During the thirty-nine years I lived on Riverside Drive and 156th Street, I overlooked the Audubon Terrace, the common front yard of a series of small museums. In 1839, James Audubon acquired a large tract of land and built a mansion called Minniesland in honor of his wife. The great naturalist’s home was part of the country estates that bordered the Hudson. During the early 1900s they were replaced by elegant apartment houses. Trinity Church built a large uptown church on 155th Street, and a small cultural center occupied most of the block bordered by Broadway, 155th and 156th Streets. Anna Hyatt Huntington, one of America’s great sculptors, decorated the terrace with magnificent Spanish allegorical figures, and her husband, a museum builder, founded the extraordinary Hispanic Society with its cache of Goyas, Zurbarans and Velazquez. Both are still there and merit a visit.
Audubon Terrace also included the Museum of the American Indian, founded in 1922 by George Gustav Heye. Starting in 1897, he had assembled a magnificent collection of American Indian artifacts, which I visited with my children on many a rainy Sunday. It was filled with Native American clothing, blankets, canoes, pottery, arrowheads, headdresses, totem poles, maps, dioramas, and infinitely more. We never tired of going.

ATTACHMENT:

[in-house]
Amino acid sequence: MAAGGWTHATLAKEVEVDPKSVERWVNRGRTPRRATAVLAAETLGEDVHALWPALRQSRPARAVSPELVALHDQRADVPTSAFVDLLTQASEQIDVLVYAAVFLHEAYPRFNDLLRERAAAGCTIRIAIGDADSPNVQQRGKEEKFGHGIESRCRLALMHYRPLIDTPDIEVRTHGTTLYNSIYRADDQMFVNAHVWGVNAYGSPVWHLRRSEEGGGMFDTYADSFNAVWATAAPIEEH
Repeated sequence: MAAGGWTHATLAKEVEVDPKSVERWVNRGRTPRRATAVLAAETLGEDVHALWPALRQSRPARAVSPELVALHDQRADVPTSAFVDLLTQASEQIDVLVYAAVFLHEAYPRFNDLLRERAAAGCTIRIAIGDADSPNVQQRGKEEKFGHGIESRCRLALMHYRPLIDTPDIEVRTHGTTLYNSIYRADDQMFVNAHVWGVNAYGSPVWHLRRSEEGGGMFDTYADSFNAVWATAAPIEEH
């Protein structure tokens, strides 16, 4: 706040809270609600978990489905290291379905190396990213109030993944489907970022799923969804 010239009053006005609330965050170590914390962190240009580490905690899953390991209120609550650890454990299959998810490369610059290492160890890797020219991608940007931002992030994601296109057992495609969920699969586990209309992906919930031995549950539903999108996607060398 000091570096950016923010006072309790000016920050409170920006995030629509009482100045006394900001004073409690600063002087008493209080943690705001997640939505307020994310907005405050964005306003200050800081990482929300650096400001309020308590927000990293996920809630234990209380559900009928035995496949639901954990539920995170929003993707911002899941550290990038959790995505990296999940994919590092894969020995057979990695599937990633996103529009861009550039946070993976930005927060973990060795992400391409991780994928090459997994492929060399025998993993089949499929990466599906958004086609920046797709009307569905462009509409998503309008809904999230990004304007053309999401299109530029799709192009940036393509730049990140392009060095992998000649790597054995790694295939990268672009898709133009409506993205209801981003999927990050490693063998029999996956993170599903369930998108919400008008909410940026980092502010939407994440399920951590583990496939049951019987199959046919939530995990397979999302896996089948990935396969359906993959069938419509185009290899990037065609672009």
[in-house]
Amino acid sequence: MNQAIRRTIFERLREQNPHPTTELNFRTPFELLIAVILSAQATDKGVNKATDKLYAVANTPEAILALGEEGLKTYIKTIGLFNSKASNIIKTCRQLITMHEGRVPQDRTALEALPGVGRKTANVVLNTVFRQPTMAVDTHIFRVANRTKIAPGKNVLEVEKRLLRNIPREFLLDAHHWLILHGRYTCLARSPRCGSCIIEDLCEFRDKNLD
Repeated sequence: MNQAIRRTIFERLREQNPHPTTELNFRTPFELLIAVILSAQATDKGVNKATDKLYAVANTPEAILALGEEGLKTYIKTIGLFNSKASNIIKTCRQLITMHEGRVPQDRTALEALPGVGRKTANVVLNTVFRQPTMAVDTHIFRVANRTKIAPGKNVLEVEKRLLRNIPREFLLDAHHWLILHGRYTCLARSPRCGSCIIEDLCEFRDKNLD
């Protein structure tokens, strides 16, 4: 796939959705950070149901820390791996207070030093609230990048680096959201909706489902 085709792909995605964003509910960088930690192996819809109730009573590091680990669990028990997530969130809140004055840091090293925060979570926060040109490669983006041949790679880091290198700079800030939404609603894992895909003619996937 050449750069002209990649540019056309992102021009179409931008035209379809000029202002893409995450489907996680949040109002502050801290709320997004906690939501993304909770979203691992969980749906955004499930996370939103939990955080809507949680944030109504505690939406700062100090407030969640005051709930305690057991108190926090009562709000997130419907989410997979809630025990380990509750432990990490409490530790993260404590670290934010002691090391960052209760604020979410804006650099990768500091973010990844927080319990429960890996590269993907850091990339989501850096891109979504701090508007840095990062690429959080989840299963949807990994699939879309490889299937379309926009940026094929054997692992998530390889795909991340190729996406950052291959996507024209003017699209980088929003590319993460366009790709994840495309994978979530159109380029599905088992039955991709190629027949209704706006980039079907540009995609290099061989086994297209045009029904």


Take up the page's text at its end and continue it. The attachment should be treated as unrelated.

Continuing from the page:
By 1980, the museum had become impoverished and there was not enough money or space to adequately take care of the collection. Besides, the neighborhood had deteriorated and there were very few visitors. After years of legal wrangles, the bulk of the collection went to the Smithsonian’s new National Museum of the American Indian in Washington, DC. However, since the move violated Heye’s will, which stipulated that the collection had to remain in New York City, a compromise was needed. As David Rockefeller was revitalizing Lower Manhattan, he suggested that the now surplus Alexander Hamilton Beaux Art’s U.S. Customs House could serve as a satellite American Indian museum. On October 20, 2010, New York’s George Gustav Heye Center welcomed the return of 700 works of Native American art from throughout North, Central, and South America. David Rockefeller was on hand to celebrate the opening of a permanent exhibition entitled the Infinity of Nations.
I too went on opening day and was impressed by the logic of dividing the exhibits into ten nations ranging from the Andes in the south and the Subarctic and Arctic in the north. The beauty of the baskets, the headdresses, the bas-reliefs and the pottery floored me, and I vividly relived the long-ago rainy afternoon when my then-young children delighted in visiting the museum.
New York, December 16, 2010